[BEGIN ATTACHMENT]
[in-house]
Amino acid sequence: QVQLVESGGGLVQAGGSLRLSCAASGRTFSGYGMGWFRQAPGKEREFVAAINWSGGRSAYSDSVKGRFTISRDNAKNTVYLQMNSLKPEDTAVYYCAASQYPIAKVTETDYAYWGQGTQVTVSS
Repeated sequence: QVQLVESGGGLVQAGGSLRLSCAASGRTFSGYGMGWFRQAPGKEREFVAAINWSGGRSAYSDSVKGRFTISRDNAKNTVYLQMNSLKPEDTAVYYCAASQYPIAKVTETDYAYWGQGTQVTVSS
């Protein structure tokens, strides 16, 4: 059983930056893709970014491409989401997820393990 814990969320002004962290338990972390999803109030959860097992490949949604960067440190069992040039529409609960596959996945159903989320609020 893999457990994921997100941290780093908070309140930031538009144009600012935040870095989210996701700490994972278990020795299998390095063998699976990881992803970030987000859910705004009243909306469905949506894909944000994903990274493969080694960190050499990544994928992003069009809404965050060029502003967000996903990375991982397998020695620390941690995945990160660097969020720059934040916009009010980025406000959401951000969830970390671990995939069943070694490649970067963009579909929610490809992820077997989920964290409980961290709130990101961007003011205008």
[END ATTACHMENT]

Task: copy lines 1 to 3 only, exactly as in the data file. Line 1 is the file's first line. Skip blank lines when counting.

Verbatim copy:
[in-house]
Amino acid sequence: QVQLVESGGGLVQAGGSLRLSCAASGRTFSGYGMGWFRQAPGKEREFVAAINWSGGRSAYSDSVKGRFTISRDNAKNTVYLQMNSLKPEDTAVYYCAASQYPIAKVTETDYAYWGQGTQVTVSS
Repeated sequence: QVQLVESGGGLVQAGGSLRLSCAASGRTFSGYGMGWFRQAPGKEREFVAAINWSGGRSAYSDSVKGRFTISRDNAKNTVYLQMNSLKPEDTAVYYCAASQYPIAKVTETDYAYWGQGTQVTVSS